Cycling catch-up

Over the past few years I have progressed quite a bit, going from owning an old Dawes Galaxy touring bike and a hybrid bike that I rarely used to owning a mountain bike and a cyclocross bike and venturing out every weekend, averaging about 35-40 miles each time.  This did not happen overnight by any means though.

The hybrid bike is a Claud Butler with 700x38C tyres, alloy frame and wheels, V-brakes, typical Shimano triple chainring and chain set.  The hybrid tyres allowed me to venture off tarmac but also rolled well enough to enable quite long rides, the furthest I went was 60 miles which is still about the furthest I have been.  After exploring the wilderness around my local area, which includes numerous bridleways, footpaths, and forest tracks, I learned which are bike-friendly and which are overgrown mud alleys, so now I know pretty much exactly where I can go for a decent ride.  The local forests are at the top of a hill in either direction, there is no easy way up to them, this has been to my advantage as it means I am spoilt for choice of small country lanes up the hill which all lead to the forests, and I have been forced to improve my hill climbing ability and general cycling fitness; once up there I can ride along the top or venture down the other side out onto open moorland. The hybrid served me well, I upgraded the handle grips to a pair of ergo ones to help with shooting nerve pain from the grip position, this helped a great deal to keep me going out on the bike.  During this time I also invested in and upgraded my cycling clothing and other bits and pieces, increasing my enjoyment and making life a lot easier in general when out on the bike; I went from tracksuit bottoms and t-shirt / jumper to proper lycra padded trousers / shorts, cycling jersey and long-sleeved top, with windproof cold / wet weather jersey, headband to protect my ears from the cold, winter cycling gloves, fingerless cycling gloves, and numerous other things too.

I take my Garmin Dakota 20 with me to mark waypoints along the way, helping me to pick out landmarks and work out interesting routes, places to avoid, dangers on the mountain bike trails, and to know where I am in the middle of the forests on the maze of forest roads – a map generally isn’t much use here as one crossroads looks much like another.  The GPS also records my route so I can analyse this when I get home and upload it to Strava to share with friends.  I have considered a dedicated cycling GPS but the price just seems prohibitively expensive for something that doesn’t really do anything more useful than my Dakota 20 already does.

I decided that if I was to tackle and enjoy the forest trails properly then I should look at getting a mountain bike, I read a lot of reviews and opinions on the internet and eventually took a gamble on a 29er hard tail that was on sale as an ex-demo bike in a local bike shop, I snapped it up and it turned out to be a perfect match for my style of riding, which by now had become quite fast and unrelenting, zipping up and down the roads and forest tracks.  This bike is not suited to the technical parts of the mountain bike trails, however it is excellent at the uphill and fast sections so those are the parts I tend to ride, the trick for me is finding ways to miss out the technical sections as the forest tracks tend to take me a long way around and sometimes don’t meet up with the other end of that particular section at all, I’m still exploring this part.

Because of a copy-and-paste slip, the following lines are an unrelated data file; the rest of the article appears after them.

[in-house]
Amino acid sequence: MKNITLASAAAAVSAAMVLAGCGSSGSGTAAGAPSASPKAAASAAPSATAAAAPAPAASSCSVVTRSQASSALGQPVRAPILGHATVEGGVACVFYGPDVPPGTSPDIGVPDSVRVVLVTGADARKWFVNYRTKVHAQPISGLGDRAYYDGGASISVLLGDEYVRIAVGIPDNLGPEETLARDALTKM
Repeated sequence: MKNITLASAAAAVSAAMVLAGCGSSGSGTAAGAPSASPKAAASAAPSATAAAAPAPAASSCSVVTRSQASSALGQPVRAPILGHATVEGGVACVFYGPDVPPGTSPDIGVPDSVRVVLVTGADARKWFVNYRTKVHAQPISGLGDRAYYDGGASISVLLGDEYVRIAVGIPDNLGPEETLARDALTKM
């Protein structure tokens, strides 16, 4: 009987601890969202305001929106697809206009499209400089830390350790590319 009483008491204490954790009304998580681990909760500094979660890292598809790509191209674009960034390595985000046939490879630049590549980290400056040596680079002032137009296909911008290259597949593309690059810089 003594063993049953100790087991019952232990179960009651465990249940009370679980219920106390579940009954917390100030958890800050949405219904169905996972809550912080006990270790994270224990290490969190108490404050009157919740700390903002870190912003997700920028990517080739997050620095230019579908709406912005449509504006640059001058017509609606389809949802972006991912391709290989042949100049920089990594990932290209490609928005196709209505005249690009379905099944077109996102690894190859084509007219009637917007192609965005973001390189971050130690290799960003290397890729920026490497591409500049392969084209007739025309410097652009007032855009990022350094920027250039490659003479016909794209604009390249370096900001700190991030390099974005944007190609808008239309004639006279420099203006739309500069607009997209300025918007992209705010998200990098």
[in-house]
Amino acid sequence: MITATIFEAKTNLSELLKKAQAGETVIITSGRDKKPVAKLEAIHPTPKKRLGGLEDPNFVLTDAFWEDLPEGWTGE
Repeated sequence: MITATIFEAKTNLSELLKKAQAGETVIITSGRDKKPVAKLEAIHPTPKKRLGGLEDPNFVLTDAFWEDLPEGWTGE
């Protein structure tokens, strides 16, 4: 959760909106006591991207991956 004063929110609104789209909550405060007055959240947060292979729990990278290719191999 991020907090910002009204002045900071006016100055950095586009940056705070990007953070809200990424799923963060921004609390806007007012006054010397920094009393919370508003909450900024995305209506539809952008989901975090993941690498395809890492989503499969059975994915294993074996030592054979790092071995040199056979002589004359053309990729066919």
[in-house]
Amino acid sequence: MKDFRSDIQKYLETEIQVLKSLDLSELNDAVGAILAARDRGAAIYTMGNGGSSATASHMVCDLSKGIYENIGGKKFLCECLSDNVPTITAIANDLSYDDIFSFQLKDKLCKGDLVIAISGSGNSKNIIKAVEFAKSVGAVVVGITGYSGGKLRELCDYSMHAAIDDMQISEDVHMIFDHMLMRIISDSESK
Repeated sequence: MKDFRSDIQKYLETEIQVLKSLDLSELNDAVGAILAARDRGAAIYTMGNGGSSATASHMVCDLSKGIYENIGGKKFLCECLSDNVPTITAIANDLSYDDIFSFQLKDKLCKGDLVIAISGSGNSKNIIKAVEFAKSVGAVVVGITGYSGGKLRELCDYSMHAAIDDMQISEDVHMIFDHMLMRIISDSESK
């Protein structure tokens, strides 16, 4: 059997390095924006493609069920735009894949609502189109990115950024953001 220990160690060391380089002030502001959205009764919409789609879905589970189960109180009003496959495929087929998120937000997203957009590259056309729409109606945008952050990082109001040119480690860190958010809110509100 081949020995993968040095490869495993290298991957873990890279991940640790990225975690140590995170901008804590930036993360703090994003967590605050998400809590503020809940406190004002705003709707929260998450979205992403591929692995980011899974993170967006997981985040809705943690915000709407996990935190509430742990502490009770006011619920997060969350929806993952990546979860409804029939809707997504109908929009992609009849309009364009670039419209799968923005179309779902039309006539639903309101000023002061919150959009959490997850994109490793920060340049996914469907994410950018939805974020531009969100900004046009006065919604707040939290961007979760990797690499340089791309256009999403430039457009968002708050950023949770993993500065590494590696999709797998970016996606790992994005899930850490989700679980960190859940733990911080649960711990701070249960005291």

During the time I rode the hybrid extensively and moved onto the mountain bike for trail riding, I lost probably two stone in weight and went down a couple of belt holes.

With the hybrid definitely out-grown I decided I wanted a better bike for use predominantly on the road, the eventual decision was a cyclocross bike, mainly for its riding position of slightly more upright and relaxed compared to a road racing bike, and still very capable of some off-road fun.  The bike came equipped with Rocket Ron 700x32C mud tyres which I rode for a total of 330 miles before noticing the rear had started to wear down, time to upgrade to some proper road tyres; I purchased some Panaracer TourGuard Plus tyres, classed as city tyres these are designed to cope with bumpy streets, gutter rubbish, water, muck and bullets, you name it these tyres should survive it.  First ride out on them this weekend was a great success, they roll so much better than the mud tyres and offered me plenty of grip on the tarmac, felt more grippy in the wind too as I couldn’t feel the bike wobbling about as much under me.

So that’s where I am at the moment – averaging about 35-45 miles each weekend, more if I ride on the roads, less if I’m in the forests on the mountain bike trails.  I’ll be detailing some of the kit I’ve purchased over the past few years in later posts.

About Jonathan

I am the owner of this blog and domain. I usually don't bite unless provoked.
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